"The Lottery" is a short story by Shirley Jackson, first published in the June 26, 1948 issue of The New Yorker.
The magazine and Jackson herself were surprised by the highly negative reader response. Many readers cancelled their subscriptions, and hate mail continued to arrive throughout the summer. In North America the story was banned. Since then, it has been accepted as a classic American short story, subject to many critical interpretations and media adaptations.
1 Plot summary
3 Critical interpretations
4 Media adaptations
6 Listen to
9 See also
10 External links
 Plot summary
The story contrasts commonplace details of contemporary life with a barbaric ritual known as the "lottery." The setting is a small American town (population of approximately 300 and growing) where the locals display a strange and somber mood, from which unusual things can evidently be observed, like children gathering stones, as they assemble June 27 for their annual lottery. After the head of each family draws a small piece of paper, one slip with a black spot indicates the Hutchinson family has been chosen. When each member of that family draws again to see which family member "wins," Tessie Hutchinson is the final choice. She is then stoned to death by everyone present, including her own family, as well as both the young boys and young girls as a sacrifice to ensure a good harvest, according to the belief of the community.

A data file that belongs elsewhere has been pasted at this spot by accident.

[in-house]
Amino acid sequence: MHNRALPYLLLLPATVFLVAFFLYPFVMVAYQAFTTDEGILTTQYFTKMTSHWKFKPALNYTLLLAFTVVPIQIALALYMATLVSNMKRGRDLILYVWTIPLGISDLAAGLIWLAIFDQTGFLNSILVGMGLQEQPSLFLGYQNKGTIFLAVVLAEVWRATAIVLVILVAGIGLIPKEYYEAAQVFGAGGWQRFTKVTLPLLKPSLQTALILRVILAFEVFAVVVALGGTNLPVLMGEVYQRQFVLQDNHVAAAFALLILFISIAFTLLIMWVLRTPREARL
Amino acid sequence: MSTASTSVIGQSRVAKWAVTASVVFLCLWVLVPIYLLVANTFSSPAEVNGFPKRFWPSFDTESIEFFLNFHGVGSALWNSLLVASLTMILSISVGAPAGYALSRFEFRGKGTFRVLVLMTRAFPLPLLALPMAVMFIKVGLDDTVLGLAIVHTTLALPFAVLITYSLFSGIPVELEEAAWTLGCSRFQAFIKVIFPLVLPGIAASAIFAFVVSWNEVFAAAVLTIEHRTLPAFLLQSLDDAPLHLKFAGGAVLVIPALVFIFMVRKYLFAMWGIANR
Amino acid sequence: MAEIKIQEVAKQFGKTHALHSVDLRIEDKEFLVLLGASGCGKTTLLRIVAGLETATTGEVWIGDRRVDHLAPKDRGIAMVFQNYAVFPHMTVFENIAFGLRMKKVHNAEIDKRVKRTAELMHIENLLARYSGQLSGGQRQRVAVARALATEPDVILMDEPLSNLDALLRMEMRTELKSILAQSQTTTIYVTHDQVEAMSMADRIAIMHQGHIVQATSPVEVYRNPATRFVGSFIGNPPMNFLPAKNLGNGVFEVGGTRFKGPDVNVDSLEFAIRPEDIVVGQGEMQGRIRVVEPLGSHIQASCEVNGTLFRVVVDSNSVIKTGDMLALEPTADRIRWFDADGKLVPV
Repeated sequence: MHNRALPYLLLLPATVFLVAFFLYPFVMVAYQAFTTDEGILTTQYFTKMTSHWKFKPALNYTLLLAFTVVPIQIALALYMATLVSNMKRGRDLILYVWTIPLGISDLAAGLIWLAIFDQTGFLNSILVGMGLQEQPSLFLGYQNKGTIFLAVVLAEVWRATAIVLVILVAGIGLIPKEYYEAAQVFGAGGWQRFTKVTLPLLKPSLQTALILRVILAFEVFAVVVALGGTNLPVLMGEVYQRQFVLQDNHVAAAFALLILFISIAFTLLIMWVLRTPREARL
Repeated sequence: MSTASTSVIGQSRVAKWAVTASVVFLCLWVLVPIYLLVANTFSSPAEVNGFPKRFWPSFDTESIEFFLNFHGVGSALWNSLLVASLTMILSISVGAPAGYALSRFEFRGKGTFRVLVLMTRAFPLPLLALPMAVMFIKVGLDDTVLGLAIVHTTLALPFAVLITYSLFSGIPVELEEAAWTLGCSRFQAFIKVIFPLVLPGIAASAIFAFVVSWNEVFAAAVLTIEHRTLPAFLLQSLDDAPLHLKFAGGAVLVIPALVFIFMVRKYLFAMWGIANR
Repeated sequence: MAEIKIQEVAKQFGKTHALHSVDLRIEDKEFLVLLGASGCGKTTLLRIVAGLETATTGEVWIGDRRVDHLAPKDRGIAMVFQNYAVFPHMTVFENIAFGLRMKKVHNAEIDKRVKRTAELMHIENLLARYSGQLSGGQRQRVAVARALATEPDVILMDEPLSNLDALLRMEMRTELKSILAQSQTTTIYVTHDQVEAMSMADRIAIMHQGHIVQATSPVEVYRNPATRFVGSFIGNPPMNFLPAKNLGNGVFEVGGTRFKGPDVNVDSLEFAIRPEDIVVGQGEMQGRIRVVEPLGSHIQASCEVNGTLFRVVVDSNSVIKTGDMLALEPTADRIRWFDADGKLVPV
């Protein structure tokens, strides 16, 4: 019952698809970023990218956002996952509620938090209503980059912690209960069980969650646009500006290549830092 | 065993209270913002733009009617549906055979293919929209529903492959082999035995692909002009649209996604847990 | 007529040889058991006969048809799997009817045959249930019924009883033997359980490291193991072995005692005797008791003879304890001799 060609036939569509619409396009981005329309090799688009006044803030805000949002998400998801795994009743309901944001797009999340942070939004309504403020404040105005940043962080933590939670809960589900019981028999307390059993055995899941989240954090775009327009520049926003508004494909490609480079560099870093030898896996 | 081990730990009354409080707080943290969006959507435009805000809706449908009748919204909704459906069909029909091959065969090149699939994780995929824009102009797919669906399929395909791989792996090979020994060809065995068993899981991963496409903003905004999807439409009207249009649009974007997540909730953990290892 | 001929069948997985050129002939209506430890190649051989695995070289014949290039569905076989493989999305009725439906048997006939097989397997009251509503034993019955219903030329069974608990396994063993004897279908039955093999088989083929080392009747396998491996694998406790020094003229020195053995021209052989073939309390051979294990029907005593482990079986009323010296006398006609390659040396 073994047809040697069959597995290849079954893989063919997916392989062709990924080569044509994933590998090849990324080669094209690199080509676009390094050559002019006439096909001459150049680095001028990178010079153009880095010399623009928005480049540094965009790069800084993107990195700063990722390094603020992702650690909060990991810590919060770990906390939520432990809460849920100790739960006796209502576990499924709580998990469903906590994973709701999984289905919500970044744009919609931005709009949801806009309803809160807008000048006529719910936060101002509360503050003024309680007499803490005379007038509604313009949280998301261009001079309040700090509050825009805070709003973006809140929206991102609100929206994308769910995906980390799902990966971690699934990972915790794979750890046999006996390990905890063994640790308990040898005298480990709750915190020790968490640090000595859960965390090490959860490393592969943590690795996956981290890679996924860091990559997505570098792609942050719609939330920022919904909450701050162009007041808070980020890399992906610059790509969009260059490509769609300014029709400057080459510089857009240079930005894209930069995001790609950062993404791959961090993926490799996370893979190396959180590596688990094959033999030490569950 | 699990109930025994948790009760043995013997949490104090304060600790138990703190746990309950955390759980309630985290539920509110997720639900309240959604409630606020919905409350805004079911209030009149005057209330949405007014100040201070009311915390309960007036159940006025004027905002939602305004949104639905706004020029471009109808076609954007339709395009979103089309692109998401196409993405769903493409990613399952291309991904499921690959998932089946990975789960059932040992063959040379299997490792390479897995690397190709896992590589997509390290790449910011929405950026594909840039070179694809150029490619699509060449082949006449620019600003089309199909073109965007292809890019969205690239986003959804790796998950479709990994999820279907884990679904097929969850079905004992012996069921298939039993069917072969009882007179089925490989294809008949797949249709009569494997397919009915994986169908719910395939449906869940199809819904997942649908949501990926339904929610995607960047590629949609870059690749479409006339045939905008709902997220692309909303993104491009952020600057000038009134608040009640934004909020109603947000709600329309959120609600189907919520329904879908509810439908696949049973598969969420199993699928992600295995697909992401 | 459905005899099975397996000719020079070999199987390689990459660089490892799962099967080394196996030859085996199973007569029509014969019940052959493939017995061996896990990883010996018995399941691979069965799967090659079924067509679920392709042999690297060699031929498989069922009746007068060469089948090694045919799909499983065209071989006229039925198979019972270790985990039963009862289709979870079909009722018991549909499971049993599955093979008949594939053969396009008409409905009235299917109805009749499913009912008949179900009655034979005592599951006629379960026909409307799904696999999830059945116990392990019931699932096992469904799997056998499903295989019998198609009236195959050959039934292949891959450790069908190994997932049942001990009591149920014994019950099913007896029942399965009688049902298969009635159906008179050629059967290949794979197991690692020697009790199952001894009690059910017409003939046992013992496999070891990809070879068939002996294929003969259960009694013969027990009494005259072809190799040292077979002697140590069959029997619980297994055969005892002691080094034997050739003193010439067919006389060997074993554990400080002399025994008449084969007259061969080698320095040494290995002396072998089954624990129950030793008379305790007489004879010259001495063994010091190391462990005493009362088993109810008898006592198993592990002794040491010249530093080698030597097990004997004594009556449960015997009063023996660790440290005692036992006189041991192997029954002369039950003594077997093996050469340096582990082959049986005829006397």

Controversy surrounding the story brought an overwhelming amount of mail, phone calls and hundreds of canceled subscriptions. In Private Demons, Jackson's biographer Judy Oppenheimer wrote, "Nothing in the magazine before or since would provoke such a huge outpouring of fury, horror, rage, disgust and intense fascination."
Amid the optimism of the post-WWII years, many readers of family magazines were shocked or confused to find the...